Four types can be spotted regularly along our coast:

    Moon jellyfish: has a white pattern on its hood in the shape of four little 'ears'. This jellyfish does not cause skin irritations. Appears during spring and early summer.

    Blue jellyfish: typically found during spring. This type of jellyfish can sting.

    Compass jellyfish: Most common jellyfish in summer. Has a brown, compass-like pattern and long tentacles.  Is likely to cause severe skin irritation.

    Barrel or rootmouth jellyfish: large, blue jellyfish which appears during late summer and autumn. This jellyfish does not have tentacles and will not cause skin irritations.

    The Lion's mane jellyfish also used to visit our coast during summer. They can measure up to half a metre. Usually this jellyfish is yellow, but red-coloured species also exist. These jellyfish can cause nasty stings. It has been a few years since they were last seen on our coast.

    The word 'jellyfish' is a misnomer, since jellyfish are not actually fish, but plankton. They cannot swim, they float along with the tides and the wind, sometimes washing ashore. Jellyfish feed off little fish and planktonlike animals which end up between their tentacles.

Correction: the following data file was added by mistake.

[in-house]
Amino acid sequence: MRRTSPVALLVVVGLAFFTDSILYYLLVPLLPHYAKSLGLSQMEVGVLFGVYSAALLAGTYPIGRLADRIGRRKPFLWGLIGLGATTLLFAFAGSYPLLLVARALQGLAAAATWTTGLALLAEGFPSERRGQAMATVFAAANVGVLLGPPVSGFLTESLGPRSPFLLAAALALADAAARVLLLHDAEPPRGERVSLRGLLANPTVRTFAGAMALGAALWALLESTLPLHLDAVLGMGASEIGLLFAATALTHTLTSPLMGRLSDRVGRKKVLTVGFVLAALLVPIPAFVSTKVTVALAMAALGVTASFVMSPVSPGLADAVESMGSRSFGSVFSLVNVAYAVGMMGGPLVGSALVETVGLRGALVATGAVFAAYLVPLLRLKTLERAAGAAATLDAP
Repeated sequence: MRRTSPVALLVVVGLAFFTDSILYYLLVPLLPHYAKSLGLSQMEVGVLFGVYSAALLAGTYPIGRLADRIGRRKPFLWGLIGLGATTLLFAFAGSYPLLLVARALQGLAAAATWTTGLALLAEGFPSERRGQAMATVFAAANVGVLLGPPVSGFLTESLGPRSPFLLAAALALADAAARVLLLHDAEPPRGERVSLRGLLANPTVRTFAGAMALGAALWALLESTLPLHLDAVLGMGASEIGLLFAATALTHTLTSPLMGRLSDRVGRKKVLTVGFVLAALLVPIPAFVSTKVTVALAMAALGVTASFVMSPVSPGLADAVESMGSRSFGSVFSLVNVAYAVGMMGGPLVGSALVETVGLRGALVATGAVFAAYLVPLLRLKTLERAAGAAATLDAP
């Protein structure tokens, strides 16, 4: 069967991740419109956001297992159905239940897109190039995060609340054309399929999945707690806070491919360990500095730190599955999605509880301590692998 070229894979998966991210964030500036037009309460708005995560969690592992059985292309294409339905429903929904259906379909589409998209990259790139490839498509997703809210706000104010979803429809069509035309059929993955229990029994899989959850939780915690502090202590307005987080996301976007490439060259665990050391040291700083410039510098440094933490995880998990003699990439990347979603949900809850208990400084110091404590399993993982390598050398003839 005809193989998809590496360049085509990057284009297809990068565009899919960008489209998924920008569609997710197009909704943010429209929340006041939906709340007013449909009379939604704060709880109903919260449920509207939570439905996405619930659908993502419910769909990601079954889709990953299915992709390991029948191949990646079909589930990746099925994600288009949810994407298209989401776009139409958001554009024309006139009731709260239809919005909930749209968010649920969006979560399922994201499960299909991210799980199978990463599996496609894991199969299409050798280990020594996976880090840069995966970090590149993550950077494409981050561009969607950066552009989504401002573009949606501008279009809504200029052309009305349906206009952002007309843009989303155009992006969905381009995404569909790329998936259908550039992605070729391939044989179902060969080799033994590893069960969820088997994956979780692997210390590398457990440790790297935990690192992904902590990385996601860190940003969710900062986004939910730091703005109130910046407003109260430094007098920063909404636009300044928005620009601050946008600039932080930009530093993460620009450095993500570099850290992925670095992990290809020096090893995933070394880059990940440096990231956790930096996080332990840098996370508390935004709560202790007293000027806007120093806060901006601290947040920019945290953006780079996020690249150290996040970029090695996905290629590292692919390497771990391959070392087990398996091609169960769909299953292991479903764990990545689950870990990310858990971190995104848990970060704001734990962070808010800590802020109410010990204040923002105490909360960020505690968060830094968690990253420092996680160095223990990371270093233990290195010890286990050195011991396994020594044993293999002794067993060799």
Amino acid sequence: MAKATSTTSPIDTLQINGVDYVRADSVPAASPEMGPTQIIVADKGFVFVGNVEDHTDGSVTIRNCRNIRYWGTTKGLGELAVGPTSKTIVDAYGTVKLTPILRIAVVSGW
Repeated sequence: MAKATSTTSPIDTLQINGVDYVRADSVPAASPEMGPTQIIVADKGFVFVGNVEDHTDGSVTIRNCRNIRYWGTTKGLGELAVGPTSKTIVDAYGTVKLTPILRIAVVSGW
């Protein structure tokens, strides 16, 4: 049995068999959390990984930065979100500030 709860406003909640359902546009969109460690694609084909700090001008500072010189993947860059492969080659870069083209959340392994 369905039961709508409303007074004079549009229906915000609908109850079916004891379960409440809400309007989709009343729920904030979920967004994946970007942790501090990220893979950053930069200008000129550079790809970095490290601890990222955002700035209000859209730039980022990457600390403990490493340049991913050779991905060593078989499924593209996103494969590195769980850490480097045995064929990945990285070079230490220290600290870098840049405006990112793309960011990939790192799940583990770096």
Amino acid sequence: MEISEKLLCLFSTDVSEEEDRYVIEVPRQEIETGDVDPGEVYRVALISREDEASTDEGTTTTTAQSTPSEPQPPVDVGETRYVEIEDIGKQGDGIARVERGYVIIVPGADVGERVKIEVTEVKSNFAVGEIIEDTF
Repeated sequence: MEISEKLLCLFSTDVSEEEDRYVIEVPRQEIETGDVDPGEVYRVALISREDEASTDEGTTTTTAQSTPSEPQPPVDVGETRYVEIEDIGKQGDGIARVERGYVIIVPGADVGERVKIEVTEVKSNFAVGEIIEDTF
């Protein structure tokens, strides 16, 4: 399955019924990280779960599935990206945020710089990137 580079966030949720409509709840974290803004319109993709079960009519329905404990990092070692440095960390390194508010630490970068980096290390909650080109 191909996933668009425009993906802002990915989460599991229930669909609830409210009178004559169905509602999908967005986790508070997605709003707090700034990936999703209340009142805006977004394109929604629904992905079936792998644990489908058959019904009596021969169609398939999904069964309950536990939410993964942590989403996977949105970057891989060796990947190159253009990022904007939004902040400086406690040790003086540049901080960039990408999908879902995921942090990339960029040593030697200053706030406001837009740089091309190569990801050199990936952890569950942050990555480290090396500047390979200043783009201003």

Jellyfish are composed of more than 95% water with a membrane around it. That's where the name 'jelly'fish comes from. They have a sort of 'hood' with tentacles attached to it. Under the hood is a cavity serving both as mouth and stomach.

    There is still a lot to learn about these animals. Scientist carry out research into the biology of jellyfish and try to scientifically forecast strandings.
    You can help them by reporting information on observations of jellyfish along the Belgian coast. Send your message to number) or (massive number).
    You can also download a form to report your observation on

    Read more on being stung by a jellyfish

    Thanks to: Francis Kerckhof, RBIN/OD Nature

  • What can I do when I have been stung by a jellyfish?